“YouTube, the Movie?” A short history of YouTube

The Social Network – the movie about the founders of Facebook – is currently number 1 in the Australian box office. When I exited the screening with some Adelaide Twitter friends recently, we joked that we’d catch up again when the Twitter Film was screened.

This got me thinking about other young founders of social media networks, including YouTube. How did it all happen? And where are they now?

How many of you have seen the very first YouTube video ? … Finished watching? Educational much?  It’s fronted by one of the three founders – Jawed Karim. He’s no David Attenborough  but this is clearly Beta territory so we’ll forgive him.


The best thing about this insightful elephant clip, is it’s a pithy 19 seconds long and amateur footage. This set the bar for what was acceptable, which sustains YouTube’s ongoing success.

It’s been said that the co-founders couldn’t even pay anyone to post on the site, in the beginning.  They advertised on Craigslist with no result. That’s what happens when you’re the new kid on the block. This official YouTube blog houses ‘The Real History of YouTube’.

And these days, the founding trio’s YouTube channel is not up to date. How sad.

So where are the founders now? Chad Hurley seems, incongruously, to have gone on to work with Formula One teams. Steve Chen seems to be focused on his golf swing (and why not indeed, after you sell to Google for $1.65 billion). The most recent video he’s “liked” is about learning to play guitar. Don’t you think it’s hilarious that he hasn’t branded his YouTube channel or uploaded a profile pic? Why do it if you created the darn thing, right?

Likewise Jawed Karim (the elephant specialist) doesn’t have any recent activity on his YouTube channel.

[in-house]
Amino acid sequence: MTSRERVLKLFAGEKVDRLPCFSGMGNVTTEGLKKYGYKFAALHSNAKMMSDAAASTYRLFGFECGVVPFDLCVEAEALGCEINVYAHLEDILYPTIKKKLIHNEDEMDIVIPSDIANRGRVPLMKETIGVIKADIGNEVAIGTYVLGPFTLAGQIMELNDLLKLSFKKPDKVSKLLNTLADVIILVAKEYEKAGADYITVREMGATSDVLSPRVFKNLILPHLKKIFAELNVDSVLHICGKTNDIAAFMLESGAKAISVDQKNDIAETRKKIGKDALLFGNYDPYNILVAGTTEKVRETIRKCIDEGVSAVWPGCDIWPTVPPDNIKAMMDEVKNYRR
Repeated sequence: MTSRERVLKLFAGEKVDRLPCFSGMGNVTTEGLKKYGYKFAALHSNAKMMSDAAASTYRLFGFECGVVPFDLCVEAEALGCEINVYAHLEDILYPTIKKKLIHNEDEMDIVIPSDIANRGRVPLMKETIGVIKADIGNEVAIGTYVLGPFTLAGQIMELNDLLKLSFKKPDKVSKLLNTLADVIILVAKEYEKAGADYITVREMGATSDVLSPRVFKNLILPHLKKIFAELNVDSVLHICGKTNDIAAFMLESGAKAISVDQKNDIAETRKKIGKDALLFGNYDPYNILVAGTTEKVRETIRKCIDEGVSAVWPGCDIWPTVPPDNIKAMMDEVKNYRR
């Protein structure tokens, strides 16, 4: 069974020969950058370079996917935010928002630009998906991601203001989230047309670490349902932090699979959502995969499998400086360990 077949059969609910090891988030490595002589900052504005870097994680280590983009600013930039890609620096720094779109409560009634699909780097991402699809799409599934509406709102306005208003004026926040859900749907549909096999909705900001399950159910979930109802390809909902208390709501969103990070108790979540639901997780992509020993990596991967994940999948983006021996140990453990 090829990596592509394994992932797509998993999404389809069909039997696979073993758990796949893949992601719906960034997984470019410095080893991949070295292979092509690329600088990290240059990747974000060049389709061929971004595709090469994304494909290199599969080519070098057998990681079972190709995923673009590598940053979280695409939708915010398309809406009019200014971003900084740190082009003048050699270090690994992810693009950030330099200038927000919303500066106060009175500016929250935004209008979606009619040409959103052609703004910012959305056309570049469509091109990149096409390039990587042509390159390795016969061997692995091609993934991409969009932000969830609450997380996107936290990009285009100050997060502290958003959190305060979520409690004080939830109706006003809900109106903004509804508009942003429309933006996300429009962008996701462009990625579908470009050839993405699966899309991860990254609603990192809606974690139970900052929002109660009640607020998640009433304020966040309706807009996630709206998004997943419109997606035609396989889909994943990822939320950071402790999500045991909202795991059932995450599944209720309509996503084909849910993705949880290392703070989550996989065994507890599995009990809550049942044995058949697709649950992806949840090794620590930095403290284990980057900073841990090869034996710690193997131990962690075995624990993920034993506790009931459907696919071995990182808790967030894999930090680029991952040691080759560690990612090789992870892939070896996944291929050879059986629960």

Back in October 2006, Jawed presented to the University of Illinois, talking about how YouTube came to be. It’s one of the worst pieces of footage I’ve seen on the site  . It does however relate why YouTube’s so successful now and the problems the trio had to overcome. And he shares what is one of his favourite clips – a Where The Hell Is Matt movie.

The  Jawed presentation is out of date and a whopping 50 minutes long, but Jawed does relate the basic premise of many successful YouTube clips which have launched the careers of their makers: “If you have a good idea, you can make a video that can get an audience of millions almost instantly for free”.

He says there were a couple of events in 2004 which fuelled a desire to quickly share footage. His first example is the infamous Janet Jackson/Justin Timberlake wardrobe malfunction. As Jawed points out, this only happened once on television and you could never see it again, thus people turned to online footage. He also spoke about YouTube’s ability to house mobile phone footage of the devastating 2004 Tsunami as another turning point.

Today, YouTube continues to be a repository for compelling viewing; the site we turn to when we’ve missed something on TV or for crowd sourced footage when somebody with a camera is in the right place at the right time.

But of course, YouTube is also the home of celebrities and funny videos that kill thousands of office hours around the globe every year.

Recently, ReadWriteWeb updated its ‘best YouTube videos of all time’ list. Not surprisingly, music clips from popstars were the most viewed, as well as videos of babies with a remarkable talent for chuckling or annoying their siblings. I was surprised at the lack of videos featuring cats, as these are the ones that seem to be sent to me the most (despite the fact that I’m a dog lover! Jeez, people!)

What’s your favourite YouTube video? Do you subscribe to a channel that you visit regularly?

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